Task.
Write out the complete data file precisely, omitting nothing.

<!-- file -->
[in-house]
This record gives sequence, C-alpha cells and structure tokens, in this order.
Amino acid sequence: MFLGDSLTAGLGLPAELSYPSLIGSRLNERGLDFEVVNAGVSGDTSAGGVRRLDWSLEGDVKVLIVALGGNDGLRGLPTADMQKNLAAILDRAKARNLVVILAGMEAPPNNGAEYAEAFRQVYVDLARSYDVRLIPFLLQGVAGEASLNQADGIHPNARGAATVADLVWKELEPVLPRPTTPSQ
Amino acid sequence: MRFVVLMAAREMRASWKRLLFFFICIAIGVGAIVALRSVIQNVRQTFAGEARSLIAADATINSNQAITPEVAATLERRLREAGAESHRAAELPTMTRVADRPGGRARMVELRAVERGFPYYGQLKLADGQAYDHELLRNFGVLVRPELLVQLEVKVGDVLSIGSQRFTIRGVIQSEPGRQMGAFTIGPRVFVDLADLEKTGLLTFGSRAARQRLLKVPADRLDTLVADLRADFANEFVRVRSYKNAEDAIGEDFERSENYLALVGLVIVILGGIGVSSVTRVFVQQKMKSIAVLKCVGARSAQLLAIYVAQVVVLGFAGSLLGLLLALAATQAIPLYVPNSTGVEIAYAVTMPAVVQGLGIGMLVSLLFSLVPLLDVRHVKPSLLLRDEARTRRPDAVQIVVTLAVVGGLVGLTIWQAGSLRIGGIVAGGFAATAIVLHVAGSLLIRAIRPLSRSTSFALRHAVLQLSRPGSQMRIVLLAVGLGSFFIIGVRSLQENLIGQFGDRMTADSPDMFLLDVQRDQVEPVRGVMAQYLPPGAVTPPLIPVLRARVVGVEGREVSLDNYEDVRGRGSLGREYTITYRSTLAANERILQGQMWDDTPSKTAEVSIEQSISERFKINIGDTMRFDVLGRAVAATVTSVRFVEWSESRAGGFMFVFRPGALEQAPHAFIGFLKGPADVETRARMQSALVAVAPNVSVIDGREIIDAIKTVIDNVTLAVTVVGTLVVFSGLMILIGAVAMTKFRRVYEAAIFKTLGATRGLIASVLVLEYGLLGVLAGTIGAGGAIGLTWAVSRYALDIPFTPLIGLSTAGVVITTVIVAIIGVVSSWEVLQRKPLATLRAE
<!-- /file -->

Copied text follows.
[in-house]
This record gives sequence, C-alpha cells and structure tokens, in this order.
Amino acid sequence: MFLGDSLTAGLGLPAELSYPSLIGSRLNERGLDFEVVNAGVSGDTSAGGVRRLDWSLEGDVKVLIVALGGNDGLRGLPTADMQKNLAAILDRAKARNLVVILAGMEAPPNNGAEYAEAFRQVYVDLARSYDVRLIPFLLQGVAGEASLNQADGIHPNARGAATVADLVWKELEPVLPRPTTPSQ
Amino acid sequence: MRFVVLMAAREMRASWKRLLFFFICIAIGVGAIVALRSVIQNVRQTFAGEARSLIAADATINSNQAITPEVAATLERRLREAGAESHRAAELPTMTRVADRPGGRARMVELRAVERGFPYYGQLKLADGQAYDHELLRNFGVLVRPELLVQLEVKVGDVLSIGSQRFTIRGVIQSEPGRQMGAFTIGPRVFVDLADLEKTGLLTFGSRAARQRLLKVPADRLDTLVADLRADFANEFVRVRSYKNAEDAIGEDFERSENYLALVGLVIVILGGIGVSSVTRVFVQQKMKSIAVLKCVGARSAQLLAIYVAQVVVLGFAGSLLGLLLALAATQAIPLYVPNSTGVEIAYAVTMPAVVQGLGIGMLVSLLFSLVPLLDVRHVKPSLLLRDEARTRRPDAVQIVVTLAVVGGLVGLTIWQAGSLRIGGIVAGGFAATAIVLHVAGSLLIRAIRPLSRSTSFALRHAVLQLSRPGSQMRIVLLAVGLGSFFIIGVRSLQENLIGQFGDRMTADSPDMFLLDVQRDQVEPVRGVMAQYLPPGAVTPPLIPVLRARVVGVEGREVSLDNYEDVRGRGSLGREYTITYRSTLAANERILQGQMWDDTPSKTAEVSIEQSISERFKINIGDTMRFDVLGRAVAATVTSVRFVEWSESRAGGFMFVFRPGALEQAPHAFIGFLKGPADVETRARMQSALVAVAPNVSVIDGREIIDAIKTVIDNVTLAVTVVGTLVVFSGLMILIGAVAMTKFRRVYEAAIFKTLGATRGLIASVLVLEYGLLGVLAGTIGAGGAIGLTWAVSRYALDIPFTPLIGLSTAGVVITTVIVAIIGVVSSWEVLQRKPLATLRAE